Taylor Murrow reviews the Prospect.3 show "Totems Not Taboo" at the Newcomb Art Gallery.
"Totems Not Taboo"
Newcomb Art Gallery
October 25, 2015-January 25, 2015
There is an underlying darkness in the works at the Newcomb Art Gallery. A radiant heap of costume materials that would make some New Orleanians salivate, Andrea Fraser’s Um Monumento as Fantasias Descartadas is a brightly colored collection of abandoned headpieces, capes, jester hats, shoes, and masks gathered from the streets of Rio de Janeiro after Brazilian Carnival. Lifeless without bodies to invigorate them, the refuse sits as a mammoth reminder of the jubilance that once gave each item purpose and the solemnity that takes hold after the nationwide party is over. Bits of Fraser’s vibrant mountain of feathers, lace, and sequins are reflected in the neighboring prismatic sculptures of Monir Farmanfarmaian, whose intricate mirrored mosaics interpret ancient Persian design with a modernist perspective. The aesthetic connections in this collection of Prospect.3 works—the most obvious of any venue—make the search for deeper relationships even more tantalizing and elusive.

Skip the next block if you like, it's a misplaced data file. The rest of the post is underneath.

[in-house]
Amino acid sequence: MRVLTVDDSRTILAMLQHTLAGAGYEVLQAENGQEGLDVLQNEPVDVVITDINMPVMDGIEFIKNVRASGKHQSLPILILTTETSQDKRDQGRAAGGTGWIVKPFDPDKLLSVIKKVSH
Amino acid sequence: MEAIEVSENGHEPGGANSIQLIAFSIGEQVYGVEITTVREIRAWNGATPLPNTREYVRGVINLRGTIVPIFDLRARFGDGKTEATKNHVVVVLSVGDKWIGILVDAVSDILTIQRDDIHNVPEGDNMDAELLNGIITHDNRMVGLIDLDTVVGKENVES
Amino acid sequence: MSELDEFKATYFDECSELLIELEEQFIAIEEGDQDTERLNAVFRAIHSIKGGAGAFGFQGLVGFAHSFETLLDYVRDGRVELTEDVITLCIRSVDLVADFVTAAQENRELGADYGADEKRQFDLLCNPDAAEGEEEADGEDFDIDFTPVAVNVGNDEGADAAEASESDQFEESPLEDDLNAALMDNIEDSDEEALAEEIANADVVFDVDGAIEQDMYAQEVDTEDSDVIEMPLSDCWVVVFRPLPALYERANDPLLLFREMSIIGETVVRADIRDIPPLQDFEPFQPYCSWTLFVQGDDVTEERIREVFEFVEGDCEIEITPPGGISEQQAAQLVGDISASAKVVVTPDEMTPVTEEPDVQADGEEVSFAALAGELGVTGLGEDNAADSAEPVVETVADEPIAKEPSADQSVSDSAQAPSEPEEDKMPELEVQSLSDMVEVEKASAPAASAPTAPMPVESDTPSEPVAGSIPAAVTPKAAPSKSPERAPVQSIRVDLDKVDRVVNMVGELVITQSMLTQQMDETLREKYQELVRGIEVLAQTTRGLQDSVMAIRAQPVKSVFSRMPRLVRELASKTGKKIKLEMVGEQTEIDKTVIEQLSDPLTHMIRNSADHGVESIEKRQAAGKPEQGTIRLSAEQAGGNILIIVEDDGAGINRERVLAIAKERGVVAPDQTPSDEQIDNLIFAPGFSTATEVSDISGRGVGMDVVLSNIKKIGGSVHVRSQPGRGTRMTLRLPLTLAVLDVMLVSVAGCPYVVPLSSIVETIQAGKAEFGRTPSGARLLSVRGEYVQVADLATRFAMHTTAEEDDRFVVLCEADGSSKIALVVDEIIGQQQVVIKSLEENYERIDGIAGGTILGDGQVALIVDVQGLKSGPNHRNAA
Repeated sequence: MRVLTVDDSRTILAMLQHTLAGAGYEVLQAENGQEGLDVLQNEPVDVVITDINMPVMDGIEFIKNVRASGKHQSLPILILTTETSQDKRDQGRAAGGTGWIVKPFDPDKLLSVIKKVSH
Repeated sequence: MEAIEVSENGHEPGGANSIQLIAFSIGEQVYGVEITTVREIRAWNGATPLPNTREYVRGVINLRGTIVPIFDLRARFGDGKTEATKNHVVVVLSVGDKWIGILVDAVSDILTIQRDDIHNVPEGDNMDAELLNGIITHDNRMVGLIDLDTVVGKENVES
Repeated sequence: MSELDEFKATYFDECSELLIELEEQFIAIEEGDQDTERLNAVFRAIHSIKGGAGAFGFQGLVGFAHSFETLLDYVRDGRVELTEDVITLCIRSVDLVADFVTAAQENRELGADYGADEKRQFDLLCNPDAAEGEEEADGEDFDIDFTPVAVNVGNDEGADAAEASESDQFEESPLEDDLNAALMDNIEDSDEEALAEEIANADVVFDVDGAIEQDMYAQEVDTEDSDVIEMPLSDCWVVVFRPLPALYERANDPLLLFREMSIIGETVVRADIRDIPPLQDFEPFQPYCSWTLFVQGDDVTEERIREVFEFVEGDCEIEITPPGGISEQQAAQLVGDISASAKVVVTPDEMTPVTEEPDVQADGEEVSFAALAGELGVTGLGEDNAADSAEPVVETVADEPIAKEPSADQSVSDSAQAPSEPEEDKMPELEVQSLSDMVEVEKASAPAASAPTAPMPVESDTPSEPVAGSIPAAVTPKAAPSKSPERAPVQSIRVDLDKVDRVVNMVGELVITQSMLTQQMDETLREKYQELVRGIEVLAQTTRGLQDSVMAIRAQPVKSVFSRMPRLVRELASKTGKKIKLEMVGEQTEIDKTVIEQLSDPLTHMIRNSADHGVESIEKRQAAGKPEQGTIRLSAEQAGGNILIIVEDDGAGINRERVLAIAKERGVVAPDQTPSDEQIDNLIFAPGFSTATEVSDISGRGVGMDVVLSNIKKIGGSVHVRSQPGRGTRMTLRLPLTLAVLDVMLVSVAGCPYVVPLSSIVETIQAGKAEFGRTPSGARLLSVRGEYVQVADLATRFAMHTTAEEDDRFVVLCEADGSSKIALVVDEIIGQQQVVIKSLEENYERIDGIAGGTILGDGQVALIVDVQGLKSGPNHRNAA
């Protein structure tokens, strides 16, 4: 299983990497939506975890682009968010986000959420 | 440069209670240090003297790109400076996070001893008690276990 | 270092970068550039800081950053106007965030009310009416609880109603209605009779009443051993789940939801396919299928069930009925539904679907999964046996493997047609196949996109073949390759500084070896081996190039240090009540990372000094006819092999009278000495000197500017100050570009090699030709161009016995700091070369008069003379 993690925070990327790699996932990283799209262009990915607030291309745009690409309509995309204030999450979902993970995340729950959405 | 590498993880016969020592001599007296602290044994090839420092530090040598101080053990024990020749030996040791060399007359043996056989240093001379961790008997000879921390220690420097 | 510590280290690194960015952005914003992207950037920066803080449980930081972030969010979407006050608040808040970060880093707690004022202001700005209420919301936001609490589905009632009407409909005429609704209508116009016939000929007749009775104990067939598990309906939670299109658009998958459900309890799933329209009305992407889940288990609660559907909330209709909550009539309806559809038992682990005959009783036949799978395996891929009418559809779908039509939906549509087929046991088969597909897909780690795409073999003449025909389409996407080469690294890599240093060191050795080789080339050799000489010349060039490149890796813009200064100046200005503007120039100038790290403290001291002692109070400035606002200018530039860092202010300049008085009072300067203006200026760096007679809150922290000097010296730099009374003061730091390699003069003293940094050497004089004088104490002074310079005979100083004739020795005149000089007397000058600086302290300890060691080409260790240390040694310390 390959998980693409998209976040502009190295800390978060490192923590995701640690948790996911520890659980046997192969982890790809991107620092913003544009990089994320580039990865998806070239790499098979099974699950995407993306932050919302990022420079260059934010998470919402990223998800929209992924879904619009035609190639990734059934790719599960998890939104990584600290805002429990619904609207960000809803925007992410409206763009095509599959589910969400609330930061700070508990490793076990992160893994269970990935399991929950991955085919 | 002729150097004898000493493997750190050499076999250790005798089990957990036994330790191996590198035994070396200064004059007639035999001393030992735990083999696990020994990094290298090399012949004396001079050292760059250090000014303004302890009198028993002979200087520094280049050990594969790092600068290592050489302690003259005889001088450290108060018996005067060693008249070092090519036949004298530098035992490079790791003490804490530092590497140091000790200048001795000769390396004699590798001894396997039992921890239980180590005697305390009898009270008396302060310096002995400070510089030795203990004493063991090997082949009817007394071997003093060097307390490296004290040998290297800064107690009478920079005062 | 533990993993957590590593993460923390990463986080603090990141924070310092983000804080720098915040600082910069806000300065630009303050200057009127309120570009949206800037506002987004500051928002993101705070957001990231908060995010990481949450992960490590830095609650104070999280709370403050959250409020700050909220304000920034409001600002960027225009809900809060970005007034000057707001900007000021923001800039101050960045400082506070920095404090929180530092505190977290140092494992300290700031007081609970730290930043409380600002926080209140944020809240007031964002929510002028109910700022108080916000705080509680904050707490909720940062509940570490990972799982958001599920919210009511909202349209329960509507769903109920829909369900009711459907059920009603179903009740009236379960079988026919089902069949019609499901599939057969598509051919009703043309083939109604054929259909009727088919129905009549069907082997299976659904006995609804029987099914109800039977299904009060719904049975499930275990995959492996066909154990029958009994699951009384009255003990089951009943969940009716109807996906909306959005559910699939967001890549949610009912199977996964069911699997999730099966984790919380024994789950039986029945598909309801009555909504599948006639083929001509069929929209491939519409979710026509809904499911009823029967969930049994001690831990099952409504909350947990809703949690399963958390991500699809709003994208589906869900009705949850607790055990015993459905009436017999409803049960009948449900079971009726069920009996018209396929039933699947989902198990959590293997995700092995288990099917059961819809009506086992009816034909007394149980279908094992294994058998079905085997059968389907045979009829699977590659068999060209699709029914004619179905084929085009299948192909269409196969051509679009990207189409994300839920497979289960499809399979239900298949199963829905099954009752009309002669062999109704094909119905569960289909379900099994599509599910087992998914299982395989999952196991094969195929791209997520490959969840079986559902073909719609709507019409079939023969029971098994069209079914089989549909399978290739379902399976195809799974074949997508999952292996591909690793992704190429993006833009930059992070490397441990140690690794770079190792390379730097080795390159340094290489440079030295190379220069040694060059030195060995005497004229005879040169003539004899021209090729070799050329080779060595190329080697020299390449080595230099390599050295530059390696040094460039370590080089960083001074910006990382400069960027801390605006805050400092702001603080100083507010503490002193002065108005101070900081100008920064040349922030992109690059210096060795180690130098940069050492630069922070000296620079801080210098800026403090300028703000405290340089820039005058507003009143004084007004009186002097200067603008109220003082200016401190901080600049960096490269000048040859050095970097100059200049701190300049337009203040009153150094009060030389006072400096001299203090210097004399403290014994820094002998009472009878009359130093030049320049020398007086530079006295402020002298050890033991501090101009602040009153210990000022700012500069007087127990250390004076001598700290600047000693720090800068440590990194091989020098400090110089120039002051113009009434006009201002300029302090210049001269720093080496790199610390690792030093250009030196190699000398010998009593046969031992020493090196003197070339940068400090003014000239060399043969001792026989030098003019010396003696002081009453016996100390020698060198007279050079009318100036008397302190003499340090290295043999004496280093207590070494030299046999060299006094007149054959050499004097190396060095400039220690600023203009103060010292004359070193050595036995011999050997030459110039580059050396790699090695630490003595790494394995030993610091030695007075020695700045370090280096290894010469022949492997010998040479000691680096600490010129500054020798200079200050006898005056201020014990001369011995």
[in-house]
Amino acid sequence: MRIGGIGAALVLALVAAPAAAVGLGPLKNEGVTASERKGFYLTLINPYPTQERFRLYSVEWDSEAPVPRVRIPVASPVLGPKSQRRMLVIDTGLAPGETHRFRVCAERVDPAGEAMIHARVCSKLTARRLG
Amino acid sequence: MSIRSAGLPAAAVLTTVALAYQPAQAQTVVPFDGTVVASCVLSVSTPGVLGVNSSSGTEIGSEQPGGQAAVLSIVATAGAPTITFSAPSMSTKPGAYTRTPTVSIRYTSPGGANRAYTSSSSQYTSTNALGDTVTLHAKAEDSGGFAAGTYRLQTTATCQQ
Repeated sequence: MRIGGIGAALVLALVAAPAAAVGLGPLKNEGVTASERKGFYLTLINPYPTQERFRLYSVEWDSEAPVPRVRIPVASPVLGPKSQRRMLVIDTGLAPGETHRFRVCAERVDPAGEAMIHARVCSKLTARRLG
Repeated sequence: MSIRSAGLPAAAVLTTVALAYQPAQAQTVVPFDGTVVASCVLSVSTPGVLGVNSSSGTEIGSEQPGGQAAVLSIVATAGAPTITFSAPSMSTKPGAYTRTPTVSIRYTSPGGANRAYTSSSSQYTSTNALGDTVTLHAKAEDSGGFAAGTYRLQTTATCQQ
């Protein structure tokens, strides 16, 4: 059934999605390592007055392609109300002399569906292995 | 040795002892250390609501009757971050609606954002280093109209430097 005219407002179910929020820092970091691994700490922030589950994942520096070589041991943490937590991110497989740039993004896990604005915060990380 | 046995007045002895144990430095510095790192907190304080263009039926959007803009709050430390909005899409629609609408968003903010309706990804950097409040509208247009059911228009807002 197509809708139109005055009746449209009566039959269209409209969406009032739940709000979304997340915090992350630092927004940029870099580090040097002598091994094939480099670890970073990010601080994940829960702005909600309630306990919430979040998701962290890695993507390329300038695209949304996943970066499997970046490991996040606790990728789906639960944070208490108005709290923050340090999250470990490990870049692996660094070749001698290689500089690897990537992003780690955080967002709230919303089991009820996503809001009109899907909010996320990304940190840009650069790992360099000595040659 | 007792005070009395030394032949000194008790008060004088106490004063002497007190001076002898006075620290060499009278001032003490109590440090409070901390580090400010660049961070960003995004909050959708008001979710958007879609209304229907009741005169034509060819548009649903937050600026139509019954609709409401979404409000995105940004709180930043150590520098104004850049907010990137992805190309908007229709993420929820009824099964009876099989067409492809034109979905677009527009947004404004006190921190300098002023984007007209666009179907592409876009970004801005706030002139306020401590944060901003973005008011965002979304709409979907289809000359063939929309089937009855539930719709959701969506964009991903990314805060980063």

In an adjacent room, rendered in black cord and dripping strings of black beads, Hew Locke’s The Nameless is a mythological procession rich with old world symbols. Chilling clues—skulls, assault rifles, monstrous and ghoulish figures—paint a grim picture of a world dancing its way to destruction. Some of the figures look poised for battle, standing on skulls or atop gnarling beasts; one masked figure is playing a wind instrument with an AK-47 tucked under each wing. Grotesque and beautiful, no leader emerges in this nameless group—only an endless procession meandering through a starry night. While their destination is unclear, there is a simultaneous sense of triumph, mourning, and the determination to endure. Ebony G. Patterson’s large mixed media pieces bring the color back, but are equally jarring. Bursting with glitter and strips of floral wallpaper, her works address the androgynous splendor of men in Jamaican dancehall culture. Adorned with gems and a flash of various prints and textures, these men lie in a haunting paradise of sparkling fields, eyes closed as if lost in a dream, or drifted into the endless sleep of death.